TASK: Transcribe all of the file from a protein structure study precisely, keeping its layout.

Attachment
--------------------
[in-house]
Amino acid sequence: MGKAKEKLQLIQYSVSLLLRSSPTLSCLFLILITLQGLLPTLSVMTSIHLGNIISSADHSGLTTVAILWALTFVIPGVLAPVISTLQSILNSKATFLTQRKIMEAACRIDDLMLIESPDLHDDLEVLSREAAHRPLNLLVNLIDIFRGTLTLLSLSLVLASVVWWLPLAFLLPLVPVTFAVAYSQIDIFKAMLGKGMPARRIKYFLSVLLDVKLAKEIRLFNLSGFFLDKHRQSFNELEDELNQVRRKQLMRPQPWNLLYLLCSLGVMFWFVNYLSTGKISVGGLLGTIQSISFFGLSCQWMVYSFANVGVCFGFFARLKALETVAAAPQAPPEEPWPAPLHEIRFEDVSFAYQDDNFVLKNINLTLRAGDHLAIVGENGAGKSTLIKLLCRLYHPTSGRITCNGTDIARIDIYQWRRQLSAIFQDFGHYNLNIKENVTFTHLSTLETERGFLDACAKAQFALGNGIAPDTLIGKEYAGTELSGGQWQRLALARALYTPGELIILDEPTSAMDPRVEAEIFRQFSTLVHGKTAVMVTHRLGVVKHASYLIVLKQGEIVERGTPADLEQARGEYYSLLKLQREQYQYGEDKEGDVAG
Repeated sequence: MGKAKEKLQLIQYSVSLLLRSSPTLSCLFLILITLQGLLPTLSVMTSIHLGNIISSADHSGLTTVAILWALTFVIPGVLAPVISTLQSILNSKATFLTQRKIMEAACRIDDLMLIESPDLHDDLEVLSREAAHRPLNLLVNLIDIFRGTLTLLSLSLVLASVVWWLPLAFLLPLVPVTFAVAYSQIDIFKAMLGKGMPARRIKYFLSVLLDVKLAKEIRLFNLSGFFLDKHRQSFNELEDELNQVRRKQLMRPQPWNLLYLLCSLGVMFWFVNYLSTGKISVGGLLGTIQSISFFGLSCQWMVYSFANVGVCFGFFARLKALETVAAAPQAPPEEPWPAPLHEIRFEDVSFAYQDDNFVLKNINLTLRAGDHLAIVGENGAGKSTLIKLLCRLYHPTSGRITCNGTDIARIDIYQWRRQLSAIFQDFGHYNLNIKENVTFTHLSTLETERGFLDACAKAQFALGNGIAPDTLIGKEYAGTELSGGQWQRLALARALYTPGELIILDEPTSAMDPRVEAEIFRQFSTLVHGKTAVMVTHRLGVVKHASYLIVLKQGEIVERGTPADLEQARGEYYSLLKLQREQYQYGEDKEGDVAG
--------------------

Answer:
[in-house]
Amino acid sequence: MGKAKEKLQLIQYSVSLLLRSSPTLSCLFLILITLQGLLPTLSVMTSIHLGNIISSADHSGLTTVAILWALTFVIPGVLAPVISTLQSILNSKATFLTQRKIMEAACRIDDLMLIESPDLHDDLEVLSREAAHRPLNLLVNLIDIFRGTLTLLSLSLVLASVVWWLPLAFLLPLVPVTFAVAYSQIDIFKAMLGKGMPARRIKYFLSVLLDVKLAKEIRLFNLSGFFLDKHRQSFNELEDELNQVRRKQLMRPQPWNLLYLLCSLGVMFWFVNYLSTGKISVGGLLGTIQSISFFGLSCQWMVYSFANVGVCFGFFARLKALETVAAAPQAPPEEPWPAPLHEIRFEDVSFAYQDDNFVLKNINLTLRAGDHLAIVGENGAGKSTLIKLLCRLYHPTSGRITCNGTDIARIDIYQWRRQLSAIFQDFGHYNLNIKENVTFTHLSTLETERGFLDACAKAQFALGNGIAPDTLIGKEYAGTELSGGQWQRLALARALYTPGELIILDEPTSAMDPRVEAEIFRQFSTLVHGKTAVMVTHRLGVVKHASYLIVLKQGEIVERGTPADLEQARGEYYSLLKLQREQYQYGEDKEGDVAG
Repeated sequence: MGKAKEKLQLIQYSVSLLLRSSPTLSCLFLILITLQGLLPTLSVMTSIHLGNIISSADHSGLTTVAILWALTFVIPGVLAPVISTLQSILNSKATFLTQRKIMEAACRIDDLMLIESPDLHDDLEVLSREAAHRPLNLLVNLIDIFRGTLTLLSLSLVLASVVWWLPLAFLLPLVPVTFAVAYSQIDIFKAMLGKGMPARRIKYFLSVLLDVKLAKEIRLFNLSGFFLDKHRQSFNELEDELNQVRRKQLMRPQPWNLLYLLCSLGVMFWFVNYLSTGKISVGGLLGTIQSISFFGLSCQWMVYSFANVGVCFGFFARLKALETVAAAPQAPPEEPWPAPLHEIRFEDVSFAYQDDNFVLKNINLTLRAGDHLAIVGENGAGKSTLIKLLCRLYHPTSGRITCNGTDIARIDIYQWRRQLSAIFQDFGHYNLNIKENVTFTHLSTLETERGFLDACAKAQFALGNGIAPDTLIGKEYAGTELSGGQWQRLALARALYTPGELIILDEPTSAMDPRVEAEIFRQFSTLVHGKTAVMVTHRLGVVKHASYLIVLKQGEIVERGTPADLEQARGEYYSLLKLQREQYQYGEDKEGDVAG